The team, led by Durham University, UK, used gravitational lensing – where a foreground galaxy bends the light from a more distant object and magnifies it – and supercomputer simulations on the DiRAC HPC facility, which enabled the team to closely examine how light is bent by a black hole inside a galaxy hundreds of millions of light years from Earth.
They found an ultramassive black hole, an object over 30 billion times the mass of our Sun, in the foreground galaxy – a scale rarely seen by astronomers.
This is the first black hole found using the technique, whereby the team simulates light travelling through the Universe hundreds of thousands of times. Each simulation includes a different mass black hole, changing light’s journey to Earth.
When the researchers included an ultramassive black hole in one of their simulations the path taken by the light from the faraway galaxy to reach Earth matched the path seen in real images captured by the Hubble Space Telescope.
The findings are published today [Wednesday 29th March 2023] in the journal Monthly Notices of the Royal Astronomical Society.
Lead author Dr James Nightingale, Department of Physics, Durham University, said: “This particular black hole, which is roughly 30 billion times the mass of our Sun, is one of the biggest ever detected and on the upper limit of how large we believe black holes can theoretically become, so it is an extremely exciting discovery.”
A gravitational lens occurs when the gravitational field of a foreground galaxy appears to bend the light of a background galaxy, meaning that we observe it more than once.
Like a real lens, this also magnifies the background galaxy, allowing scientists to study it in enhanced detail.
Dr Nightingale said: “Most of the biggest black holes that we know about are in an active state, where matter pulled in close to the black hole heats up and releases energy in the form of light, X-rays, and other radiation.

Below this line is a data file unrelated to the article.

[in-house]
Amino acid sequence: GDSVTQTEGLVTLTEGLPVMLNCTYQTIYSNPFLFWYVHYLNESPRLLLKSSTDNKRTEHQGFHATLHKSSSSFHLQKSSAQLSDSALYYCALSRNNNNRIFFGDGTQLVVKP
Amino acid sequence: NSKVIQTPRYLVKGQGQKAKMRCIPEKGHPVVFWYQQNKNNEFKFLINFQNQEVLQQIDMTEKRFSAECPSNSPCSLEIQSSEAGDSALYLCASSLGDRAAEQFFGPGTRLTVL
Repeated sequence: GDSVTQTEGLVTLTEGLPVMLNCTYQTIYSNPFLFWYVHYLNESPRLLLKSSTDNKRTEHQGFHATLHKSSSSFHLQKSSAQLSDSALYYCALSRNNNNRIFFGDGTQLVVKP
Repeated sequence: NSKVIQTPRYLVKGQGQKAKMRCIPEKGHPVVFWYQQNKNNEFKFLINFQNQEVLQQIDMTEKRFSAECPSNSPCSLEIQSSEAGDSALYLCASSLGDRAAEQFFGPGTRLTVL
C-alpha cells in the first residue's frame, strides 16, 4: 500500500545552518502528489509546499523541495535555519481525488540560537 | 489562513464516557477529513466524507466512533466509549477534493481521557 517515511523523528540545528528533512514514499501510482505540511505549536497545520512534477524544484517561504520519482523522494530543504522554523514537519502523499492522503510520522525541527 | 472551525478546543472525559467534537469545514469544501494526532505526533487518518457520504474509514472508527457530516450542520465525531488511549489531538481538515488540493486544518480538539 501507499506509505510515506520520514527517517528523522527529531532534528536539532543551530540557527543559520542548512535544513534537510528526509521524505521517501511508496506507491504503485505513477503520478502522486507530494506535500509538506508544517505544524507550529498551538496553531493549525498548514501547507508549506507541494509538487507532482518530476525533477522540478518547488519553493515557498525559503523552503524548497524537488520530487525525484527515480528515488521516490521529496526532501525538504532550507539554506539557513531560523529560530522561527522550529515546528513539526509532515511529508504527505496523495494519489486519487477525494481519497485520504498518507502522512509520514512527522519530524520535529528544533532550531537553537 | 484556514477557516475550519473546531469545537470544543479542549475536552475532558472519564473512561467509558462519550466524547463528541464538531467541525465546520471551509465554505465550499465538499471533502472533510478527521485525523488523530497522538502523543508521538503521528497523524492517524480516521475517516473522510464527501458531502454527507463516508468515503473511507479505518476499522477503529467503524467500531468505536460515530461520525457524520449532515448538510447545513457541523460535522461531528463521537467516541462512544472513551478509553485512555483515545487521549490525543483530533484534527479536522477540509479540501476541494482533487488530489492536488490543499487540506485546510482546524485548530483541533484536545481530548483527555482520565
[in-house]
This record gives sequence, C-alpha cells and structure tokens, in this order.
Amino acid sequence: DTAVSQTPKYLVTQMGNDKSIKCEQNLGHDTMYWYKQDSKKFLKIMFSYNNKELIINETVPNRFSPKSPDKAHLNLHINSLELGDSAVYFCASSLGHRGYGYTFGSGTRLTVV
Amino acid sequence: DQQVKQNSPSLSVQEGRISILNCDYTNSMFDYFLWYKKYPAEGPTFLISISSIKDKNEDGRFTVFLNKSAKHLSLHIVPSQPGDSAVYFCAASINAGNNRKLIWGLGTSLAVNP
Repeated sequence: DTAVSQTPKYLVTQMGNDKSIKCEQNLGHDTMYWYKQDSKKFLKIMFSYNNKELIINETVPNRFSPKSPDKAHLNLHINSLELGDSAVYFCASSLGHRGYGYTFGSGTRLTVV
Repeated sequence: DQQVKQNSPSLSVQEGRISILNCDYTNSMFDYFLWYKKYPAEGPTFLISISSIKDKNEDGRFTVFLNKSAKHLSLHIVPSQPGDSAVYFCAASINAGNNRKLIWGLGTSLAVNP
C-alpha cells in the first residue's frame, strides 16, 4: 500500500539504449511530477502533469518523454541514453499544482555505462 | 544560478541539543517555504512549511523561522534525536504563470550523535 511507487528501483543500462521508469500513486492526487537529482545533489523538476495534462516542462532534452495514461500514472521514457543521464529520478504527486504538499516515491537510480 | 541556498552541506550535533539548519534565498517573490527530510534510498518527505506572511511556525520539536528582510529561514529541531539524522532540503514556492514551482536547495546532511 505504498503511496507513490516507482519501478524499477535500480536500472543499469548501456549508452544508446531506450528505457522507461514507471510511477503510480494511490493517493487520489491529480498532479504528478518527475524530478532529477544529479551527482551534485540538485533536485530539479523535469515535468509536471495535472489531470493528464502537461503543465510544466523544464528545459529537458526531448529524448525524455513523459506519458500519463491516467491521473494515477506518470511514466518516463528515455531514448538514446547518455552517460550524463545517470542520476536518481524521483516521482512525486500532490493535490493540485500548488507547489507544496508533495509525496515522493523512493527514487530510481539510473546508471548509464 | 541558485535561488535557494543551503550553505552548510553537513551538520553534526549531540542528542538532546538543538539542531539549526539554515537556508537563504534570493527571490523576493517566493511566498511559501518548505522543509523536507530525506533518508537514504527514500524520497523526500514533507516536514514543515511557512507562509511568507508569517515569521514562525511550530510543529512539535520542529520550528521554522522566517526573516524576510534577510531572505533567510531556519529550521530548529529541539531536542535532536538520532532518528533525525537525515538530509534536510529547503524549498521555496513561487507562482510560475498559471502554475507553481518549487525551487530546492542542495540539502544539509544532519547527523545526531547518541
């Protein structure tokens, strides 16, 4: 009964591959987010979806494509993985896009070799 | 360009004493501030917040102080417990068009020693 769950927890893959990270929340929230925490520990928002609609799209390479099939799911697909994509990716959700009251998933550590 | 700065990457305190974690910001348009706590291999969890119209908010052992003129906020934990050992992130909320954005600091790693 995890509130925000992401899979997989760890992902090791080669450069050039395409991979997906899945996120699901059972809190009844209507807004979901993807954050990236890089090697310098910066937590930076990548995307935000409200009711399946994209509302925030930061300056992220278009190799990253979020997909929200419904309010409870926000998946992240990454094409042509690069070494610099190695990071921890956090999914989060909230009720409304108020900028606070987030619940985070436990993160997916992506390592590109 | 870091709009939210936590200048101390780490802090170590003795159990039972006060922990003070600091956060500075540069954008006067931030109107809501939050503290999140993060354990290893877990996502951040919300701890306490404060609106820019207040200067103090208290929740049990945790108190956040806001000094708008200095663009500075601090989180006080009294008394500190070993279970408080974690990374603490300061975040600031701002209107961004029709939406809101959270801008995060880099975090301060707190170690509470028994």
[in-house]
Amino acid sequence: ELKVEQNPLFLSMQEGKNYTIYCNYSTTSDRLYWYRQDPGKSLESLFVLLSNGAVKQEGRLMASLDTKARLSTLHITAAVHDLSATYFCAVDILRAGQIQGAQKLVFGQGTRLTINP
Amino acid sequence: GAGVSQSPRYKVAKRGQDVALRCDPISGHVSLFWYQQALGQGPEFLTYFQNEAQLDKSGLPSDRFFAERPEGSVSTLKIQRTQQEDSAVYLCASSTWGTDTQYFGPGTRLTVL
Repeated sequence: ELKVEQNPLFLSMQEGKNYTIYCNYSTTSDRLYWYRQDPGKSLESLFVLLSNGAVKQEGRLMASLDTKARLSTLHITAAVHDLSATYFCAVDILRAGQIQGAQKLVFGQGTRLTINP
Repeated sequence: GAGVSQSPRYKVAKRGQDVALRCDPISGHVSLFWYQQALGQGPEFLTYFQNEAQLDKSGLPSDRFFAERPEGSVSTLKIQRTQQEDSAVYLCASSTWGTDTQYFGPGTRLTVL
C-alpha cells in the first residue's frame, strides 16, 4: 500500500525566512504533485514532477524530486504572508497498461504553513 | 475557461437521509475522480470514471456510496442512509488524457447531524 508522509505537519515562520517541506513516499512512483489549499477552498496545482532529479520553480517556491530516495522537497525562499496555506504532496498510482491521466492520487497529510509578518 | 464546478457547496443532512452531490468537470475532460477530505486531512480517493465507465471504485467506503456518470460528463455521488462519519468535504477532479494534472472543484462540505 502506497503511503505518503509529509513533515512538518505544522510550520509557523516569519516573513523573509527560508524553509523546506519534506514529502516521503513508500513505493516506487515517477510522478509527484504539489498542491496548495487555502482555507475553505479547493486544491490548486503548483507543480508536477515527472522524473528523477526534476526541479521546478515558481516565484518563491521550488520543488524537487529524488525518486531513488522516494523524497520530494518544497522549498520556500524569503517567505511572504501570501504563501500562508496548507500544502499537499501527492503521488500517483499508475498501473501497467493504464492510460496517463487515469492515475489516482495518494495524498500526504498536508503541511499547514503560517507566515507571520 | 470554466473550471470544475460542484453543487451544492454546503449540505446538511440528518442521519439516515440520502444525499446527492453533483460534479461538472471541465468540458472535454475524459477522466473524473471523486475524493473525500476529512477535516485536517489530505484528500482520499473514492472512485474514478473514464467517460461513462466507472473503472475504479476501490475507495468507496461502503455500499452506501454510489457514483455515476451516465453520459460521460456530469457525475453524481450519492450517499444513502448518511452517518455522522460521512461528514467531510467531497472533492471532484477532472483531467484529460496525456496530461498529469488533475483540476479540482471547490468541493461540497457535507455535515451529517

“However, gravitational lensing makes it possible to study inactive black holes, something not currently possible in distant galaxies. This approach could let us detect many more black holes beyond our local universe and reveal how these exotic objects evolved further back in cosmic time.”
The study, which also includes Germany’s Max Planck Institute, opens up the tantalising possibility that astronomers can discover far more inactive and ultramassive black holes than previously thought, and investigate how they grew so large.
The story of this particular discovery started back in 2004 when fellow Durham University astronomer, Professor Alastair Edge, noticed a giant arc of a gravitational lens when reviewing images of a galaxy survey.
Fast forward 19 years and with the help of some extremely high-resolution images from NASA’s Hubble telescope and the DiRAC COSMA8 supercomputer facilities at Durham University, Dr Nightingale and his team were able to revisit this and explore it further.
The team hopes that this is the first step in enabling a deeper exploration of the mysteries of black holes, and that future large-scale telescopes will help astronomers study even more distant black holes to learn more about their size and scale.
The research was supported by the UK Space Agency, the Royal Society, the Science and Technology Facilities Council (STFC), part of UK Research and Innovation (UKRI), and the European Research Council.
This work used both the DiRAC Data Intensive Service (CSD3) and the DiRAC Memory Intensive Service (COSMA8), hosted by University of Cambridge and Durham University on behalf of the DiRAC High-Performance Computing facility.